We have a million caricatures running our heads, to which we assign everyone we meet. I would be the "weed-smoking hippie" one, because I have light skin and dreadlocks, and thus I am prejudged and dismissed. We look at each other through these lenses of culture and division, rather than seeing the person inside, who is often nuanced and unique, and if you get to know them, you will find out that they just want love and a peaceful life, same as anyone.
Our cities, as you move from East to West, are newer and newer in their design, and most were designed after the car was invented. As a result, you do not have an organic city plan which makes any logical sense - with a city center, some shops, some places where people can mingle and see each other up close and have cohesion. What you get is a giant sprawl, hours of driving to accomplish a simple task, and the social isolation of everyone being in their own cars, listening to the radio that appeals to their sense of self (identity politics). We call European streets "quaint & homey" because inside we long to feel part of a human community. Instead we awaken to find ourselves in a giant game. A competition. An eternal rat race. It's morning in America. Thus, the backstabbing. It makes sense. It's only survival.
We don't fund public transport in any serious way, and thus people who have never experienced the simple joy of heading into town to meet your friend, without an epic travel ordeal, don't believe that it can be done, and they get their own cars, which compounds the problem.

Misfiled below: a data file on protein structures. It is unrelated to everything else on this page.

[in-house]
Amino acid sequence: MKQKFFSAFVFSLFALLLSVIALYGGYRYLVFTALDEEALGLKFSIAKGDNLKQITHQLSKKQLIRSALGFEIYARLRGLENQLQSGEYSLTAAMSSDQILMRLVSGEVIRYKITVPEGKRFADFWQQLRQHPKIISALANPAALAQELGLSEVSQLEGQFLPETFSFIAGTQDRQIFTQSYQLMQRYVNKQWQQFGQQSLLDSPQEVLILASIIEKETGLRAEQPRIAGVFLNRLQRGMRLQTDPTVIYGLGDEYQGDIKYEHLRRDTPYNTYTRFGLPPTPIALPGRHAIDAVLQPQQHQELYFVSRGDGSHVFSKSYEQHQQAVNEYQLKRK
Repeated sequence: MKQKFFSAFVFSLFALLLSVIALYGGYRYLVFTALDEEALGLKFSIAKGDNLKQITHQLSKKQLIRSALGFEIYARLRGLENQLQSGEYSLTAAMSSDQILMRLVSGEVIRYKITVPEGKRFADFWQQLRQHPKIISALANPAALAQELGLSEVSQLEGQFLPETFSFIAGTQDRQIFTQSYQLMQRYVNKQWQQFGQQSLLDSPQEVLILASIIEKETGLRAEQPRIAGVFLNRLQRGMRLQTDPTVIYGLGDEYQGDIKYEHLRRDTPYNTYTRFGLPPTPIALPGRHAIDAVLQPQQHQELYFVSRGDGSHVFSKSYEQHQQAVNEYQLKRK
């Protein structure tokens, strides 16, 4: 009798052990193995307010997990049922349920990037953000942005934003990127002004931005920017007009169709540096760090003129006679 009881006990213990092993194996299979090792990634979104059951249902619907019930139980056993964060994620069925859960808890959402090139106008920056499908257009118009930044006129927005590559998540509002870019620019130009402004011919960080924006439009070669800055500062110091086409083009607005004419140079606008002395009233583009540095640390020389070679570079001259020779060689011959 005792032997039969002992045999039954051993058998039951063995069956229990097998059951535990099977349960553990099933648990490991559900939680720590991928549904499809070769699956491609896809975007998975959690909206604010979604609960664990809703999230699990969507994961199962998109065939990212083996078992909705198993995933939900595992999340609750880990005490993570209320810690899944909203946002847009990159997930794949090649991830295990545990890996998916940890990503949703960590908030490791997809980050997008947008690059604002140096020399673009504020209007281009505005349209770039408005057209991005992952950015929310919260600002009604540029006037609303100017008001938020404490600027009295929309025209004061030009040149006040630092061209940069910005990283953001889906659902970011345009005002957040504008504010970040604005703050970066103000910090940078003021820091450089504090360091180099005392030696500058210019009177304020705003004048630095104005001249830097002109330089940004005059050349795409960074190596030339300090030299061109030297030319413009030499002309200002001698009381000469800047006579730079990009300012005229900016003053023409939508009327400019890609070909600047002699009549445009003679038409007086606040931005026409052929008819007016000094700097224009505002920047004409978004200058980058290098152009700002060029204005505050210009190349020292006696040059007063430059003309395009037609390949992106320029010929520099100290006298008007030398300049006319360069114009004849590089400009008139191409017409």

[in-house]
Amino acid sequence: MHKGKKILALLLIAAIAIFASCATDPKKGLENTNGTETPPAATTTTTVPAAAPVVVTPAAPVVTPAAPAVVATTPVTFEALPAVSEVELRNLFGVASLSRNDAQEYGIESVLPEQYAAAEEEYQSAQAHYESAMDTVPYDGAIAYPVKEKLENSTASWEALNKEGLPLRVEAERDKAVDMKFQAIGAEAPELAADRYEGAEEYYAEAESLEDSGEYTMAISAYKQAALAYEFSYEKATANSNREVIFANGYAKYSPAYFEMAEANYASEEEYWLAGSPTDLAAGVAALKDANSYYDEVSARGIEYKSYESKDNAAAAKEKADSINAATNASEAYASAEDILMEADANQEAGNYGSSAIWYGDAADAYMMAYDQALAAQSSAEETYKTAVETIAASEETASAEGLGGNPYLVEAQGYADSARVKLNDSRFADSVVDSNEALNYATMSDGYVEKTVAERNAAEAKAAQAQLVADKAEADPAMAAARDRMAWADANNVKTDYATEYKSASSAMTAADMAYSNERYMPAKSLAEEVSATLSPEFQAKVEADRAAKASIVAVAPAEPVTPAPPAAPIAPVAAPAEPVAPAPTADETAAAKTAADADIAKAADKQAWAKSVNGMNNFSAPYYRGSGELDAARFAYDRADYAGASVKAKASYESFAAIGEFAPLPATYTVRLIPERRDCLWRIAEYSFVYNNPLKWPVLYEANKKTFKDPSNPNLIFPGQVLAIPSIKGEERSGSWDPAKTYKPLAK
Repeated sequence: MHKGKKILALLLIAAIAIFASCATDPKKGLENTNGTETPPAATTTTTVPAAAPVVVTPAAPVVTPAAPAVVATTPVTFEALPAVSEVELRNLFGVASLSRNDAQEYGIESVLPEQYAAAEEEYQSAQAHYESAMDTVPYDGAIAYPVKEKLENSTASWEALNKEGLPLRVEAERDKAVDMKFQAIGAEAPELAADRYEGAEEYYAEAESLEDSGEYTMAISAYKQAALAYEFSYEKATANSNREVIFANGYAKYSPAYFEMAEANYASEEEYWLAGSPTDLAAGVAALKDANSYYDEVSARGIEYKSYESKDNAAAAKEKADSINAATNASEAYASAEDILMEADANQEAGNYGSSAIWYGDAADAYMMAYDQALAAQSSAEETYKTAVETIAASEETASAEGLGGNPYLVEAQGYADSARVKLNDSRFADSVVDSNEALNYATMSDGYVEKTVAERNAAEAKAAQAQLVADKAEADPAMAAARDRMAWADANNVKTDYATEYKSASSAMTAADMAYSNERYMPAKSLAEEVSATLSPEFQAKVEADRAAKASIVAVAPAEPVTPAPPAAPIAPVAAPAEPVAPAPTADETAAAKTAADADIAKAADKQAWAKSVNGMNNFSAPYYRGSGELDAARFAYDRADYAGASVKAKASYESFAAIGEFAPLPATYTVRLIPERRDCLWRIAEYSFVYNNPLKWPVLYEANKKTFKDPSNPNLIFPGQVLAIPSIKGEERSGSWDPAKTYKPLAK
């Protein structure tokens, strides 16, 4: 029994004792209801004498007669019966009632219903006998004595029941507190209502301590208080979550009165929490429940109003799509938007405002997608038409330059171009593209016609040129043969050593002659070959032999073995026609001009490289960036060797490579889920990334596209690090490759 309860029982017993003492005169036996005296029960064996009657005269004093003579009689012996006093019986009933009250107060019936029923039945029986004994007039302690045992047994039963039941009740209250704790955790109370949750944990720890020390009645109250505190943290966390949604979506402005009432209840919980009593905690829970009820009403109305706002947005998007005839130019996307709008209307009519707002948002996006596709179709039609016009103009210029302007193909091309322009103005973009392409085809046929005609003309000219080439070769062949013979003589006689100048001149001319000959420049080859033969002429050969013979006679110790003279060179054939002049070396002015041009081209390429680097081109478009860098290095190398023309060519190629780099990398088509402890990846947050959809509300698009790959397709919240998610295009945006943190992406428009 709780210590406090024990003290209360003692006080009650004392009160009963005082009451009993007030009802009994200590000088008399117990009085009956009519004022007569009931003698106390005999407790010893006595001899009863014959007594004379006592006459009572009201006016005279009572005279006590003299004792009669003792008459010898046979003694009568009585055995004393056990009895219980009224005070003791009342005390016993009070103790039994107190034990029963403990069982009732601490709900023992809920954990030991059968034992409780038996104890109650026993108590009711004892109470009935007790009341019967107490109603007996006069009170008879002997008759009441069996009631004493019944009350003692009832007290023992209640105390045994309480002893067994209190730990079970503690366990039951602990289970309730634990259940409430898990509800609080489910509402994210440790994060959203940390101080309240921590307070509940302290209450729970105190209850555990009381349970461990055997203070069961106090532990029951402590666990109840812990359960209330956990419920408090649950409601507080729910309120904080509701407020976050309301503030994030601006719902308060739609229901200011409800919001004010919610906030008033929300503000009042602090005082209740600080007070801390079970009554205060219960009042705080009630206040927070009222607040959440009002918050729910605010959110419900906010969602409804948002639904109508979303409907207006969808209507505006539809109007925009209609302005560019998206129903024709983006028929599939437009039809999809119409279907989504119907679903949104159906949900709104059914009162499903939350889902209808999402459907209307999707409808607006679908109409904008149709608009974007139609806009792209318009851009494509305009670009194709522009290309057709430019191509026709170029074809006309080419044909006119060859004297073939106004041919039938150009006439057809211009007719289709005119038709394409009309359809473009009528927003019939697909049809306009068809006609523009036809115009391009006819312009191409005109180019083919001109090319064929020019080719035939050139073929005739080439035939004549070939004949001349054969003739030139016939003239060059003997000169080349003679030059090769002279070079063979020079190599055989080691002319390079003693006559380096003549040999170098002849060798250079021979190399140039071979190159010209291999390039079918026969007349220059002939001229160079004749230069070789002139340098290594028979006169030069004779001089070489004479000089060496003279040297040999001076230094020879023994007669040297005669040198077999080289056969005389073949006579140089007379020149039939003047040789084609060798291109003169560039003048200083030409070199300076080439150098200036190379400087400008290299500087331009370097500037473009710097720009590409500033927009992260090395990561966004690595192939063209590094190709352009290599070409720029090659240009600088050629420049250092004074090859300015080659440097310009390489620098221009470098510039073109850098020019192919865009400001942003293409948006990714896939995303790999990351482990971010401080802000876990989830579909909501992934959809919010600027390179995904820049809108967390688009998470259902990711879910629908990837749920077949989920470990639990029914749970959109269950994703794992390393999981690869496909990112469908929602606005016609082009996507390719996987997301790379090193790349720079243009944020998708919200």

There is generally no mixed-use zoning in the USA, with a few exceptions. What does this mean? It means you can't have the stores where the people are. There is residential, and there is commercial, and nary the twain shall meet. You live in one place, and you have to go somewhere else far away to get your food, and that means driving. The isolation, and all the rest of the ills of a society come off its hinges. Without reality in front of us, we don't know what it is, and we are easily led astray by media pundits and division and caricatures.
The death of empathy comes from brutal capitalism and its toxic effects on urban planning, in my opinion. Death of empathy is end of the planet and all the animals.
You have digital space. That seemed like a way to help. It encouraged me for a while. It is ruled by algorithms now. We are balkanized in there too, by the machine gods.
I don't know where this is going, but in writing this explanation, I just hope to shed some light on our realities, for folks who don't live in the US. If there is one mission of my work, it is to encourage connection wherever possible. to point the finger at systems of divide and conquer, and to humanize all. We're all in this thing together.
But you know, art isn't enough, not anymore. It's the crucial first step, but it is only that. There's action to do. Who's in?